Text: Esther 3:1-6; 4:1-17
“Then I will go to the king, though it is against the law, and if I perish, I perish” (Esth. 4:16).
The God Who Didn't Speak
In the short story “The Adventure of the Silver Blaze,” one of the clues that helped Sherlock Holmes solve the case was “the curious incident of the dog in the night-time.”
Inspector Gregory (Scotland Yard detective): “Is there any other point to which you would wish to draw my attention?”The dog not barking was an important clue for Holmes. It told him that the crime was committed by someone the dog knew well. 
Holmes: “To the curious incident of the dog in the night-time.”
Gregory: “The dog did nothing in the night-time.”
Holmes: “That was the curious incident.” 
In the book of Esther, there is the curious incident of God. “But,” you say, “God is silent in the book of Esther. The author doesn’t even mention God.” That is the curious incident.
Karen Jobes writes that “the complete absence of God from the text is the genius of the book.”  The author of the book of Esther intentionally leaves out any mention of God to show us that even when God is silent, he is still working in the lives of his people. We shouldn’t interpret God’s silence as his absence.
What to Do When God Is Silent
Esther had to make a very difficult decision. She was asked to do something that would put her life at risk. Perhaps she thought to herself, “I wish God would clearly show me what I should do.” But God was silent.
Like Esther, we’re often unsure what we should do. Of course, we have the Bible (i.e., God’s word), but it doesn’t always give us the answers we’re looking for. God is silent. What should we do when God is silent?
Do what you’re convinced is best, and leave the rest to God.
Haman's Genocidal Plot
In chapter 3, we are introduced to a man named Haman. Haman was an extremely proud man. The King promoted Haman to an important position (3:1). Everyone who occupied a lower position than Haman was expected to bow down and pay homage to him. And everyone did, except for Mordecai (3:2).
Mordecai’s insubordination caused Hama to be “filled with fury.” Haman was so angry that we wanted Mordecai to be killed. But he wasn’t satisfied with executing only Mordecai. Haman had learned that Mordecai was a Jew (3:4). So Haman “sought to destroy all the Jews, the people of Mordecai, throughout the whole kingdom of Ahasuerus” (3:6). 
For Such a Time as This
Mordecai asked Esther to “plead with [the king] on behalf of her people” (4:8). But Esther told Mordecai that “if any man or woman goes to the king inside the inner court without being called, there is but one law—to be put to death, except the one to whom the king holds out the golden scepter so that he may live” (4:11). And Esther wasn’t sure that she would be granted access by the king. She said, “I have not been called to come in to the king these thirty days” (4:11). Maybe by this time the king had lost interest in Esther.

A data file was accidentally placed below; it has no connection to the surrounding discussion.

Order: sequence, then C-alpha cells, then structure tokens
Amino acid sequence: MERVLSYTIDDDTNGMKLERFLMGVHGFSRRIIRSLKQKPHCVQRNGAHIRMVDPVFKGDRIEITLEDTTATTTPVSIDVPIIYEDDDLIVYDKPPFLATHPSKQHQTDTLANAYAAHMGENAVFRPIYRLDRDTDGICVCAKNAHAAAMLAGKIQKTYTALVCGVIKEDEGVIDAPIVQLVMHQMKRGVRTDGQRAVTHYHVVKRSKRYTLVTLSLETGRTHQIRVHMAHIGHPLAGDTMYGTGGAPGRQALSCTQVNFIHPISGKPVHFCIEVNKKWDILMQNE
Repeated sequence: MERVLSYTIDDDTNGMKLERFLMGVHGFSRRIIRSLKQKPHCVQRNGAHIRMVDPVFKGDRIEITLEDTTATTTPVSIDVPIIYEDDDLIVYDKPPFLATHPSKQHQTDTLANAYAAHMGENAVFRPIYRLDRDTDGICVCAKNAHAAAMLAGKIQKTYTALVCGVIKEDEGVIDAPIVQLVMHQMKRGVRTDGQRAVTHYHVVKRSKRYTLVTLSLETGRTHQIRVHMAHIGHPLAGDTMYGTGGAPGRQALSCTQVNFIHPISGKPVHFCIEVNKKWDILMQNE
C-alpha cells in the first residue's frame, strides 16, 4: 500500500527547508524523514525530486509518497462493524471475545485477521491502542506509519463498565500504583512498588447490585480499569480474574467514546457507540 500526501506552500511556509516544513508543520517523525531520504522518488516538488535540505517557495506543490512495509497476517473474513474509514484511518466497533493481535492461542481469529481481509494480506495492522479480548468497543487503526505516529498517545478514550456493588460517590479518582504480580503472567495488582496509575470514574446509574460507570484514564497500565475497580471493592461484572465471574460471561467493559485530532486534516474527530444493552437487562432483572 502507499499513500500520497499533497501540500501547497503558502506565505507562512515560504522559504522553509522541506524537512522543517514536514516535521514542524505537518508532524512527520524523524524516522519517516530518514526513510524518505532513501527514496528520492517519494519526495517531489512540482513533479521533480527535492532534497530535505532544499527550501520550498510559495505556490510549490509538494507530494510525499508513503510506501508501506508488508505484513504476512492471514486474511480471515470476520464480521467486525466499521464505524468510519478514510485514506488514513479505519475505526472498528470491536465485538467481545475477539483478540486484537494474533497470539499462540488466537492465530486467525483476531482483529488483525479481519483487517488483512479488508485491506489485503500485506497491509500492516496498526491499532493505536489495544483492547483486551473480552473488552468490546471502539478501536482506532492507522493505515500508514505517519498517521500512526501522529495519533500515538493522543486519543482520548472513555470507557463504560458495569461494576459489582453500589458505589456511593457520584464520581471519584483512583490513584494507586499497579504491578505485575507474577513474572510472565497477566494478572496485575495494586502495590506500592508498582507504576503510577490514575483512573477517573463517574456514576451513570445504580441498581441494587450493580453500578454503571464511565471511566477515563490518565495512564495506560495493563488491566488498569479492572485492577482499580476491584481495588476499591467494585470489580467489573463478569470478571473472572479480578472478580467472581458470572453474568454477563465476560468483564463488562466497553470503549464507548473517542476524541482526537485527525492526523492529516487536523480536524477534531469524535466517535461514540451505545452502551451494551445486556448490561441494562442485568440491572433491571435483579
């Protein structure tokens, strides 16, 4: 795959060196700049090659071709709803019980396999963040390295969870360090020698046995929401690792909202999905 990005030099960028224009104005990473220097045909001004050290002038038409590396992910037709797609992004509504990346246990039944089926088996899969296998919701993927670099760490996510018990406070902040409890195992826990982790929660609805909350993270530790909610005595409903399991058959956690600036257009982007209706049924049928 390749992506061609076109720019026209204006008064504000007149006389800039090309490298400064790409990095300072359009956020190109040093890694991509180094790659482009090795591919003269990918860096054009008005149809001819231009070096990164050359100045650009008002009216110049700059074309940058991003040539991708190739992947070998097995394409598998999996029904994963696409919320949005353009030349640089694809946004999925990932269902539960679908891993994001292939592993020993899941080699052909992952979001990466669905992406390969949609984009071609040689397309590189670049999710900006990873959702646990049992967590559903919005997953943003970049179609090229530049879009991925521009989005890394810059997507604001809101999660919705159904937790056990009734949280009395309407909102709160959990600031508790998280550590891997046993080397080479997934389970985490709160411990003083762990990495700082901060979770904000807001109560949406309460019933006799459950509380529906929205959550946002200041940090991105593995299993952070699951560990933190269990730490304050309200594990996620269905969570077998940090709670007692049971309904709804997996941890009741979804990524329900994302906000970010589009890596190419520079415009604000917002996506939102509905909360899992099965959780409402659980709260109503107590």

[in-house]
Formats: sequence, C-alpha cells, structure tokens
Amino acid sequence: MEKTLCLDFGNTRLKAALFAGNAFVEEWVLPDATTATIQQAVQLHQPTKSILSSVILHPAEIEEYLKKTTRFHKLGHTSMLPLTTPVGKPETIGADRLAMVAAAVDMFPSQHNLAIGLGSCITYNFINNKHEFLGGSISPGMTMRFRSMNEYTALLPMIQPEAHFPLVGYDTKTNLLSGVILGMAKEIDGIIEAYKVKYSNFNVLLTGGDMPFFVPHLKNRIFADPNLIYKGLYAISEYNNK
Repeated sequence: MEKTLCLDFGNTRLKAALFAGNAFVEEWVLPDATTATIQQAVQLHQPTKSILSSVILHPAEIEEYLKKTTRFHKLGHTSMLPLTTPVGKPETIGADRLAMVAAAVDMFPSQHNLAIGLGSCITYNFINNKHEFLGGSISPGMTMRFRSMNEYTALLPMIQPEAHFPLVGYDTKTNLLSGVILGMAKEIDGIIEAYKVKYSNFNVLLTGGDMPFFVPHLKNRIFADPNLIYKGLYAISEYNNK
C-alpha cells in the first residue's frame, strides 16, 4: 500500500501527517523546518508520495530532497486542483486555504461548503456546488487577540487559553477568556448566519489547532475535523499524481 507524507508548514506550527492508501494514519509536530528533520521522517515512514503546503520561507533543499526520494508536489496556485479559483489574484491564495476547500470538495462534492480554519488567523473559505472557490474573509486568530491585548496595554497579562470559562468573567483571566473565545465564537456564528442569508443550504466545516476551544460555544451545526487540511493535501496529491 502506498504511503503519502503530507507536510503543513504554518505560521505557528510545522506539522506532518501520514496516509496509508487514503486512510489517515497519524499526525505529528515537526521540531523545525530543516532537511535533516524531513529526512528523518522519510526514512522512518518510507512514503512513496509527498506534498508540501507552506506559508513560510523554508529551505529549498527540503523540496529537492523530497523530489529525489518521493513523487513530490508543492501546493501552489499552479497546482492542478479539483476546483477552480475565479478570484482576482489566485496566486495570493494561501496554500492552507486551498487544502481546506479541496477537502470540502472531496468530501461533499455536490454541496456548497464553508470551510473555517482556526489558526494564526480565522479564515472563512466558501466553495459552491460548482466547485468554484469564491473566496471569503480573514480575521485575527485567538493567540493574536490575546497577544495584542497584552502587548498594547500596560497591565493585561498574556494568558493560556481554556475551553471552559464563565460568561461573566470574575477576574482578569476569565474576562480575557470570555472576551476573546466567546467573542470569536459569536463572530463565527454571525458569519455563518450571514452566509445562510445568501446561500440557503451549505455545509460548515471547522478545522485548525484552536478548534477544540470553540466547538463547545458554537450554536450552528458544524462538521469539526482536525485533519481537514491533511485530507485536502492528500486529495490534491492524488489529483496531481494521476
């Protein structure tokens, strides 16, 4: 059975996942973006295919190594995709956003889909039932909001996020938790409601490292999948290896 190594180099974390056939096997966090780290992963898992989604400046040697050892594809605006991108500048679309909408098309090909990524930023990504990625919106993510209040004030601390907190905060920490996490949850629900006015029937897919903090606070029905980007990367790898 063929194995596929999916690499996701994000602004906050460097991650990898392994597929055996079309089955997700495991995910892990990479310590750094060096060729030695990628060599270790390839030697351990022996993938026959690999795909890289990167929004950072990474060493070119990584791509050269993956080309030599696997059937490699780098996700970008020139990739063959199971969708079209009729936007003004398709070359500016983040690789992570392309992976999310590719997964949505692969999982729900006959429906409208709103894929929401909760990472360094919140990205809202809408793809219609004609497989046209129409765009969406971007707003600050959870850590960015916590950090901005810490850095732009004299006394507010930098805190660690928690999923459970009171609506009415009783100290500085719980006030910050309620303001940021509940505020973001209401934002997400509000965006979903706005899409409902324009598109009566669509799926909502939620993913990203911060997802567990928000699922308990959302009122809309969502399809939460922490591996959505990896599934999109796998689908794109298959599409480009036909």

Mordecai challenged Esther to act by telling her, “Who knows whether you have not come to the kingdom for such a time as this?” (4:14). She had not come to be queen by chance. Maybe “all of the previous circumstances of Esther’s life that led her to the Persian throne may have been just for this moment when she can intercede for her people.”  But even if Esther didn’t act, God would use someone else to accomplish his plan: “If you keep silent at this time, relief and deliverance will rise for the Jews from another place” (4:14). 
The Right Inspiration
Finally, Esther said, “Then I will go to the king, though it is against the law, and if I perish, I perish” (4:16). She was going to do what she was convinced was best, and then leave the rest to God. After reading the book of Esther, many people will say, “I want to be like Esther!” But if Esther is our inspiration, our enthusiasm won’t last.
Our inspiration needs to be Jesus. Like Jesus, Esther saved her people by identification and mediation. But Jesus didn’t say, “If I perish, I perish.” He didn’t risk his life for us; he laid down his life for us. The cross was an absolute certainty. 
Why Are You Where You Are?
We were saved by God’s grace (Eph. 2:8-9) to be his “workmanship” (Eph. 2:10). In other words, God intends for us to do certain things. How would your life change if you believed that you are where you are for a purpose?
 Arthur Conan Doyle, “The Adventure of the Silver Blaze,” in The Complete Adventures of and Memoirs of Sherlock Holmes, 172-87.
 I got the idea to use this story from reading Iain Duguid’s chapter on Esther 4:1-17, “The Dog That Didn’t Bark” (Esther and Ruth, 45).
 Karen Jobes, Esther (NIVAC), 41-42.
 Haman’s plan to kill all the Jews in the kingdom reminds us of what Hitler attempted.
 Jobes, Esther, 134.
 Is “from another place” a euphemism for God? “This understanding is problematic, for it is not a choice between Esther’s delivering the Jews or God’s delivering them. Rather, it is a question of what human agency God will use to deliver the Jews…” (Jobes, Esther, 133-34).
 This thought was taken from Tim Keller’s sermon “If I Perish, I Perish.”